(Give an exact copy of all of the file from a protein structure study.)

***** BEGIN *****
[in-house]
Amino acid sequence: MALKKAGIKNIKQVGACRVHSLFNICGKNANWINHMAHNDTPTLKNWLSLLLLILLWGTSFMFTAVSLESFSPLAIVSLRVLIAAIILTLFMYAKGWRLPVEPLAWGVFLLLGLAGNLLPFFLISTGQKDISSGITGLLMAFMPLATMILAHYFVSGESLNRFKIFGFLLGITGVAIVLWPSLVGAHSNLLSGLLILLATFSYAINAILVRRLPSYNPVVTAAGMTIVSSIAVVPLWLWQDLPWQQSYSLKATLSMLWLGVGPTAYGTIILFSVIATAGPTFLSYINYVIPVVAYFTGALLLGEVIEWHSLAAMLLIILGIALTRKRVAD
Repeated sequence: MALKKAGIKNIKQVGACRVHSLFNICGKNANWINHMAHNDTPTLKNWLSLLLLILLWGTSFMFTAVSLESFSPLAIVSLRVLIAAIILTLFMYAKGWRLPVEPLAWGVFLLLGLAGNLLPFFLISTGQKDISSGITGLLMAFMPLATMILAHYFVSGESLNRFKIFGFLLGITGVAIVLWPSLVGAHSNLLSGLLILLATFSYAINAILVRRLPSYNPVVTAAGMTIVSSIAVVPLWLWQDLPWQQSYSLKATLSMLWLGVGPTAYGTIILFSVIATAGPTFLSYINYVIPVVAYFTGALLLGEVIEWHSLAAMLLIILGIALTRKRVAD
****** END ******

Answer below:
[in-house]
Amino acid sequence: MALKKAGIKNIKQVGACRVHSLFNICGKNANWINHMAHNDTPTLKNWLSLLLLILLWGTSFMFTAVSLESFSPLAIVSLRVLIAAIILTLFMYAKGWRLPVEPLAWGVFLLLGLAGNLLPFFLISTGQKDISSGITGLLMAFMPLATMILAHYFVSGESLNRFKIFGFLLGITGVAIVLWPSLVGAHSNLLSGLLILLATFSYAINAILVRRLPSYNPVVTAAGMTIVSSIAVVPLWLWQDLPWQQSYSLKATLSMLWLGVGPTAYGTIILFSVIATAGPTFLSYINYVIPVVAYFTGALLLGEVIEWHSLAAMLLIILGIALTRKRVAD
Repeated sequence: MALKKAGIKNIKQVGACRVHSLFNICGKNANWINHMAHNDTPTLKNWLSLLLLILLWGTSFMFTAVSLESFSPLAIVSLRVLIAAIILTLFMYAKGWRLPVEPLAWGVFLLLGLAGNLLPFFLISTGQKDISSGITGLLMAFMPLATMILAHYFVSGESLNRFKIFGFLLGITGVAIVLWPSLVGAHSNLLSGLLILLATFSYAINAILVRRLPSYNPVVTAAGMTIVSSIAVVPLWLWQDLPWQQSYSLKATLSMLWLGVGPTAYGTIILFSVIATAGPTFLSYINYVIPVVAYFTGALLLGEVIEWHSLAAMLLIILGIALTRKRVAD